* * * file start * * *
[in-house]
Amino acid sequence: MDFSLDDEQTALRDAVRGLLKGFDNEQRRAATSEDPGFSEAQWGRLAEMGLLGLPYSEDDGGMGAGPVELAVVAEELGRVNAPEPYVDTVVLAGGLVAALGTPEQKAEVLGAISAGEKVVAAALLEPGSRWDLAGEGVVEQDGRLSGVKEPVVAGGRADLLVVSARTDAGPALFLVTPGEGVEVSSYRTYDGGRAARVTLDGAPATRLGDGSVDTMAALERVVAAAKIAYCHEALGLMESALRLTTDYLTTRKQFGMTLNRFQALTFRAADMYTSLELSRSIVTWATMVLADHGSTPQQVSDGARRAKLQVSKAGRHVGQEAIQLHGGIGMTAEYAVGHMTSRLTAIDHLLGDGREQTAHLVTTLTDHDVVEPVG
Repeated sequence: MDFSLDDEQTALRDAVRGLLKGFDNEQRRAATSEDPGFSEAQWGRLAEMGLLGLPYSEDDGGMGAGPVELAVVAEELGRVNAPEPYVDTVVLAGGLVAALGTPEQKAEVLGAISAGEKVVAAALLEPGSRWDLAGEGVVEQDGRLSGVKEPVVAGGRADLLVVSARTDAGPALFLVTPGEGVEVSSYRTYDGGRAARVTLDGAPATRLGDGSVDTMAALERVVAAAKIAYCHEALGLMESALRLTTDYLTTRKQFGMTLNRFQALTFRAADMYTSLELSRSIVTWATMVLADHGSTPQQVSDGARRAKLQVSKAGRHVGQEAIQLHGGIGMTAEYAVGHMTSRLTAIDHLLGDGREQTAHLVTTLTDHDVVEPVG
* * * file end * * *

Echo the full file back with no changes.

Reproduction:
[in-house]
Amino acid sequence: MDFSLDDEQTALRDAVRGLLKGFDNEQRRAATSEDPGFSEAQWGRLAEMGLLGLPYSEDDGGMGAGPVELAVVAEELGRVNAPEPYVDTVVLAGGLVAALGTPEQKAEVLGAISAGEKVVAAALLEPGSRWDLAGEGVVEQDGRLSGVKEPVVAGGRADLLVVSARTDAGPALFLVTPGEGVEVSSYRTYDGGRAARVTLDGAPATRLGDGSVDTMAALERVVAAAKIAYCHEALGLMESALRLTTDYLTTRKQFGMTLNRFQALTFRAADMYTSLELSRSIVTWATMVLADHGSTPQQVSDGARRAKLQVSKAGRHVGQEAIQLHGGIGMTAEYAVGHMTSRLTAIDHLLGDGREQTAHLVTTLTDHDVVEPVG
Repeated sequence: MDFSLDDEQTALRDAVRGLLKGFDNEQRRAATSEDPGFSEAQWGRLAEMGLLGLPYSEDDGGMGAGPVELAVVAEELGRVNAPEPYVDTVVLAGGLVAALGTPEQKAEVLGAISAGEKVVAAALLEPGSRWDLAGEGVVEQDGRLSGVKEPVVAGGRADLLVVSARTDAGPALFLVTPGEGVEVSSYRTYDGGRAARVTLDGAPATRLGDGSVDTMAALERVVAAAKIAYCHEALGLMESALRLTTDYLTTRKQFGMTLNRFQALTFRAADMYTSLELSRSIVTWATMVLADHGSTPQQVSDGARRAKLQVSKAGRHVGQEAIQLHGGIGMTAEYAVGHMTSRLTAIDHLLGDGREQTAHLVTTLTDHDVVEPVG